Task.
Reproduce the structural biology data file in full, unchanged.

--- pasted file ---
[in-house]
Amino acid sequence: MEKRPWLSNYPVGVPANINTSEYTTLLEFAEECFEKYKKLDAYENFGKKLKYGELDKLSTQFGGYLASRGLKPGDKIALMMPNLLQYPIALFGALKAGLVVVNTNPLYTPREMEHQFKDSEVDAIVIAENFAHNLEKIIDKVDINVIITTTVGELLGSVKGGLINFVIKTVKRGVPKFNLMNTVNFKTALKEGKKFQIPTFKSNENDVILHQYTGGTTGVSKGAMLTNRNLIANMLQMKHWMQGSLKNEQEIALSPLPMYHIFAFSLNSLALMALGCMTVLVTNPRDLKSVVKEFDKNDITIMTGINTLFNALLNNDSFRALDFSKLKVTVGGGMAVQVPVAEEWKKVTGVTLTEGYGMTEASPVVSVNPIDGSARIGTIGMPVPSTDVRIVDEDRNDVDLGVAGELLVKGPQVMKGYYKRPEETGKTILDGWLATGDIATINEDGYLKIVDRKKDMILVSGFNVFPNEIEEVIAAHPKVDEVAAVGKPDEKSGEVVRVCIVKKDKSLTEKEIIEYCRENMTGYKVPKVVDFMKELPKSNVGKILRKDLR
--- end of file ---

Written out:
[in-house]
Amino acid sequence: MEKRPWLSNYPVGVPANINTSEYTTLLEFAEECFEKYKKLDAYENFGKKLKYGELDKLSTQFGGYLASRGLKPGDKIALMMPNLLQYPIALFGALKAGLVVVNTNPLYTPREMEHQFKDSEVDAIVIAENFAHNLEKIIDKVDINVIITTTVGELLGSVKGGLINFVIKTVKRGVPKFNLMNTVNFKTALKEGKKFQIPTFKSNENDVILHQYTGGTTGVSKGAMLTNRNLIANMLQMKHWMQGSLKNEQEIALSPLPMYHIFAFSLNSLALMALGCMTVLVTNPRDLKSVVKEFDKNDITIMTGINTLFNALLNNDSFRALDFSKLKVTVGGGMAVQVPVAEEWKKVTGVTLTEGYGMTEASPVVSVNPIDGSARIGTIGMPVPSTDVRIVDEDRNDVDLGVAGELLVKGPQVMKGYYKRPEETGKTILDGWLATGDIATINEDGYLKIVDRKKDMILVSGFNVFPNEIEEVIAAHPKVDEVAAVGKPDEKSGEVVRVCIVKKDKSLTEKEIIEYCRENMTGYKVPKVVDFMKELPKSNVGKILRKDLR